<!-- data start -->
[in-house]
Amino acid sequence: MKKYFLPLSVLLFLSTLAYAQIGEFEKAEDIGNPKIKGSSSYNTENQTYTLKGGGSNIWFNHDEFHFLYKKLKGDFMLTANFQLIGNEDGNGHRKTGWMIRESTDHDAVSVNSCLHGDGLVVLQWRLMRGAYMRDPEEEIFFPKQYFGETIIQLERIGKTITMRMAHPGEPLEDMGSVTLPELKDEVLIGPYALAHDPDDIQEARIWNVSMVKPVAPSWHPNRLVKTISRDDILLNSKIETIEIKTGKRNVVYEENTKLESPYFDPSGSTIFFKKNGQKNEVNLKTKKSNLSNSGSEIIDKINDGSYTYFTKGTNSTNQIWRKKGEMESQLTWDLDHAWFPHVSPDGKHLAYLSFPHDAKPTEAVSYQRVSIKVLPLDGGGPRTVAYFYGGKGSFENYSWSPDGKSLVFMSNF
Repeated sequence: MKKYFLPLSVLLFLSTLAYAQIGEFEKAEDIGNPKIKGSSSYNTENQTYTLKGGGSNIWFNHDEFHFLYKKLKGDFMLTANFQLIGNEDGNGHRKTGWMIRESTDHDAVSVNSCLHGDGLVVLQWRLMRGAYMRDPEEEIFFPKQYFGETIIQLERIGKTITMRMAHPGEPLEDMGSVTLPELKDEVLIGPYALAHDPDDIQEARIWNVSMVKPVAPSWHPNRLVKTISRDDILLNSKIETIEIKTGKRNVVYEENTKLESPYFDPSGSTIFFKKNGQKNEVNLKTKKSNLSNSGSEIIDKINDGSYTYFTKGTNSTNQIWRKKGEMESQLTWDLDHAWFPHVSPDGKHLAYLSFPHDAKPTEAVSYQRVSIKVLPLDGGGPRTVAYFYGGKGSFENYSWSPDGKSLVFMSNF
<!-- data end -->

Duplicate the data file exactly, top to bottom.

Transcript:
[in-house]
Amino acid sequence: MKKYFLPLSVLLFLSTLAYAQIGEFEKAEDIGNPKIKGSSSYNTENQTYTLKGGGSNIWFNHDEFHFLYKKLKGDFMLTANFQLIGNEDGNGHRKTGWMIRESTDHDAVSVNSCLHGDGLVVLQWRLMRGAYMRDPEEEIFFPKQYFGETIIQLERIGKTITMRMAHPGEPLEDMGSVTLPELKDEVLIGPYALAHDPDDIQEARIWNVSMVKPVAPSWHPNRLVKTISRDDILLNSKIETIEIKTGKRNVVYEENTKLESPYFDPSGSTIFFKKNGQKNEVNLKTKKSNLSNSGSEIIDKINDGSYTYFTKGTNSTNQIWRKKGEMESQLTWDLDHAWFPHVSPDGKHLAYLSFPHDAKPTEAVSYQRVSIKVLPLDGGGPRTVAYFYGGKGSFENYSWSPDGKSLVFMSNF
Repeated sequence: MKKYFLPLSVLLFLSTLAYAQIGEFEKAEDIGNPKIKGSSSYNTENQTYTLKGGGSNIWFNHDEFHFLYKKLKGDFMLTANFQLIGNEDGNGHRKTGWMIRESTDHDAVSVNSCLHGDGLVVLQWRLMRGAYMRDPEEEIFFPKQYFGETIIQLERIGKTITMRMAHPGEPLEDMGSVTLPELKDEVLIGPYALAHDPDDIQEARIWNVSMVKPVAPSWHPNRLVKTISRDDILLNSKIETIEIKTGKRNVVYEENTKLESPYFDPSGSTIFFKKNGQKNEVNLKTKKSNLSNSGSEIIDKINDGSYTYFTKGTNSTNQIWRKKGEMESQLTWDLDHAWFPHVSPDGKHLAYLSFPHDAKPTEAVSYQRVSIKVLPLDGGGPRTVAYFYGGKGSFENYSWSPDGKSLVFMSNF